Delegating to Dad: Halloween Costumes

Some of you BirminghamMoms wouldn’t dream of leaving the Halloween costume to anyone else, and I’m certain many of you had your little dumplings’ attire selected before the first leaf fell. For next year, though, I’m going to recommend that you let dad handle costume selection for several reasons. 

Dads generally don’t get to participate in the fantasy play as much as we do. Let’s face it, we’ve generally read more books, sang more songs and coordinated more dress-up play than dad has gotten into. We’ve procured most of the Halloween decor as well as the candy (unfortunately, we’ve eaten it and had to go back for more) and now it’s time to let the other big kid of the house have some fun.

I’ve found that dads still have just the mischief quotient required to make for a good time at Halloween, whether that’s planning tricks or treats. Maybe I’m too cautious or maybe my husband is just more playful. Either way, I’ve determined I’m way too uptight to do this season in the all-out way that the kids will always remember.

Sure, I’ve made mistakes. One Christmas I put him in charge of outdoor lights, and under the kids’ influence he purchased blinking red ones. I returned to the house that evening to find the front step railings throbbing bright red like a severed artery. This is when I decided I’d handle Christmas but Halloween was his domain, since whatever he did, it couldn’t look wrong.

Another case in point is costumes. We’ve all done the pea-pods, pumpkins, etc. during baby days, but the time comes when the kids want to break out and just be gross, scary, nonsensical, or all three. Would anyone but dads or indulgent grandparents be buying the bleeding Scream costumes of the past few years? (For those who don’t know, a bleeding Scream costume has a plastic “heart” that the kid squeezes to pump ”blood” that drips down the face mask. It loses some of its terror when the heart makes a little squeak and signals that something is about to happen. However, this year we’re doubling the effect by adding the “open chest” portion from another costume.)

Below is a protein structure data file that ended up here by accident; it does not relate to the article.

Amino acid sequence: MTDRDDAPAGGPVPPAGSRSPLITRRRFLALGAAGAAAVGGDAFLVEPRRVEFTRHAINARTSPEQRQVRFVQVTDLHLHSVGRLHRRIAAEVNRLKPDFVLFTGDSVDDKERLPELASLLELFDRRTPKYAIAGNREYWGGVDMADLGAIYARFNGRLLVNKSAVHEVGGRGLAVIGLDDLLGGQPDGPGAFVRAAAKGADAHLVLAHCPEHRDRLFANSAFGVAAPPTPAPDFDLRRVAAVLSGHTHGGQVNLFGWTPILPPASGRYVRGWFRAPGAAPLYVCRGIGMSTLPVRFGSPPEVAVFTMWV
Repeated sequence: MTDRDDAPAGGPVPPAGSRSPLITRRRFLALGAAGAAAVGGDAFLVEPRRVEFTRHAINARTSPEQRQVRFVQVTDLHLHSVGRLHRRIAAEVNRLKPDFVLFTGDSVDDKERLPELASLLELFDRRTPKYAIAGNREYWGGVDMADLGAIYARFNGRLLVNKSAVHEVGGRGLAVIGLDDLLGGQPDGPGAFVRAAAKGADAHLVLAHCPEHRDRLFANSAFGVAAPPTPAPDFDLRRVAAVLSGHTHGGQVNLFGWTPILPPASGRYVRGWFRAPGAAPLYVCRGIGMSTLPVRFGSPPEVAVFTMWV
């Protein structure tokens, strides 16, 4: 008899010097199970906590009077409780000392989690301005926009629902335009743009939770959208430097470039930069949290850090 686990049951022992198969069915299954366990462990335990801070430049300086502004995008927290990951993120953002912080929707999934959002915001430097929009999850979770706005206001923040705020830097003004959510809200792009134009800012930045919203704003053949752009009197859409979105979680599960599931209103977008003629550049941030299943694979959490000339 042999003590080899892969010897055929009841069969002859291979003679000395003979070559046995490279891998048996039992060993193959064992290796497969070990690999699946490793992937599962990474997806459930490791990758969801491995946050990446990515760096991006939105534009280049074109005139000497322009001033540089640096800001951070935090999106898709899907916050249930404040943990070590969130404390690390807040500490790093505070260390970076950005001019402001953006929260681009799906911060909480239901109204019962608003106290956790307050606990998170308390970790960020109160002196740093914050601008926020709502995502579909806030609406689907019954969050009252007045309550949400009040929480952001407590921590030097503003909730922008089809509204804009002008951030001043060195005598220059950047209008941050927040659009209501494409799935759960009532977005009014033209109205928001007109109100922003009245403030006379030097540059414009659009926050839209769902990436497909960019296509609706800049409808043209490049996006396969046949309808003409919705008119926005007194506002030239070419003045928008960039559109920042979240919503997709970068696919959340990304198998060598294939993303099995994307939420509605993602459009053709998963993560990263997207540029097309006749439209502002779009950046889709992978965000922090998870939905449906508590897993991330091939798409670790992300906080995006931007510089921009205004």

A plus of letting dad take the kids to get costumes is that you have deniability. You can face the shocked expressions of genteel homeowners on Halloween night by just shaking your head and whispering, “Can you believe it? His dad bought it for him…” while dad nods cheerfully from behind at the curb. Who cares? Your real objective is a share of the candy anyway. If the kids approach the door alone, the neighbors never need to know who let this wild child out for the night. Just stay back in the darkness and avoid standing under the streetlamp.

Even if the kids haven’t gotten to the gross/scary phase, dads are still the best advisors for super heroes and even princesses. For one thing, they usually have some suggestions for how to handle accessories like light sabers and gloves. For another, they’re more gullible when it comes to buying the wigs, tiaras and sparkly shoes that make a princess costume so appealing to begin with. Dad only gets to play the prince for a few short years. Let him play the part.